In those instances where the substituent groups on Z or R are of such nature that they bear either basic or acidic groups, salts with non-toxic mineral acids such as hydrochloric salts of amino derivatives or alkali metal salts such as sodium salts or calcium or magnesium salts of carboxyl derivatives, represent convenient forms for solubilizing and administering the compounds of this invention.

In addition, this invention encompasses mixtures of the compounds herein described with each other or with active drugs.

It is to be understood that it is intended to cover all changes and modifications of the examples of this invention herein chosen for the purpose of illustration which do not constitute departures from the spirit and scope of the invention.

We claim:

1. The compound 2. The compound 3. The compound CHzC O O CgHb 11 4. The compound 5. The compound 6. The compound 12 7. A compound selected from the group consisting of compounds of the structural formulae and wherein (a) R is selected from the group consisting of alkyl of from 1 to 18 carbon atoms, cycloalkyl of from 3 to 12 carbon atoms, carbethoxymethyl, hydroxyethyl, lauroxypropyl, phenyl-lower alkyl, allyl, halophenyl, lower alkoxyphenyl, trifluoromethylphenyl and naphthyl,

(b) Y is selected from the group consisting of xylylene, methylene and a polymethylene of from 2 to 10 carbon atoms, and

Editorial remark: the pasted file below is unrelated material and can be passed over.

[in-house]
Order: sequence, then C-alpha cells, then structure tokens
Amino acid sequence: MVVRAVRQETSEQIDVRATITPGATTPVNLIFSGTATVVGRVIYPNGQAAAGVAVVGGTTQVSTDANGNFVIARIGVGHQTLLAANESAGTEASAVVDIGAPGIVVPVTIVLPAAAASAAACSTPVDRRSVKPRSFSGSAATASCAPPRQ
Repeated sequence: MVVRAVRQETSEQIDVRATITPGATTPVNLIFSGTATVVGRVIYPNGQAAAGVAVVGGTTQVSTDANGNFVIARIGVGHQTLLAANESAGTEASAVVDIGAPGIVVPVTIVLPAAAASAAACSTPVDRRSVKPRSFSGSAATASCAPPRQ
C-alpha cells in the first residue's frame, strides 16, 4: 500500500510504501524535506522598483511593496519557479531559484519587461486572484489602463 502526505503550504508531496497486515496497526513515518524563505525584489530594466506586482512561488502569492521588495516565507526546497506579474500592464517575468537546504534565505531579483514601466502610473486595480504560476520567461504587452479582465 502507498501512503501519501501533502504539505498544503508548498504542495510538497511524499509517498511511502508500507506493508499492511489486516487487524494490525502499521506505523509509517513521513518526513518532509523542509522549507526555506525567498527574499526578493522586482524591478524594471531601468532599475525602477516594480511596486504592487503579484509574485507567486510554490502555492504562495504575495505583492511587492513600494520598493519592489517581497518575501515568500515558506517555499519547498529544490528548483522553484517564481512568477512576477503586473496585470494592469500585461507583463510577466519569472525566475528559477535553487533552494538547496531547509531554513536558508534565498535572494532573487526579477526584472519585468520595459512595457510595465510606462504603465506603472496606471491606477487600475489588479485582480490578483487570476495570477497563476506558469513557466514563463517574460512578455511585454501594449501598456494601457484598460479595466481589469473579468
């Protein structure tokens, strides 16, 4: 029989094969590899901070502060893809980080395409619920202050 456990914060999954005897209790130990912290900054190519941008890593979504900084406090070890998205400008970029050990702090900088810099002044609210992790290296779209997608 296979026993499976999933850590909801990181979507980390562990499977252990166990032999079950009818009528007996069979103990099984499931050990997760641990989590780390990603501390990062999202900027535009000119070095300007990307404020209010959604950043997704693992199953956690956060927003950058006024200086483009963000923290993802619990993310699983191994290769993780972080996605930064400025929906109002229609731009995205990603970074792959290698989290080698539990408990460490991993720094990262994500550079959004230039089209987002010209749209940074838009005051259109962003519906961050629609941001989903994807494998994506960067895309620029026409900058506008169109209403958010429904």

(0) Z is selected from the group consisting of compounds having the structure (CH NCH R wherein R is selected from the group consisting of butyl and phenyl; and cyclic tertiary amines consisting of pyridine, imidazole, isoquinoline, pyrazine, N- methyl morpholine and substituted derivatives thereof wherein substituent is selected from the group consisting of lower alkyl, hydroxy, acetyl, formyl, carboxy, carbomethoxy, carbethoxy, CONH CON( 2 5)z, CONHNH amino, halogen, hydrazino, CH=NOH, and mercapto.

No references cited.

Non-Patent Citations
Reference
1 *None
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Classifications
U.S. Classification544/141, 544/82, 548/521, 548/204, 548/544, 548/247, 548/266.2, 546/256, 546/144, 548/236, 544/405, 544/3, 548/314.7, 546/208, 546/278.7, 548/214, 544/60, 548/335.1
International ClassificationC07D207/456, C07D207/44
Cooperative ClassificationC07D207/456
European ClassificationC07D207/456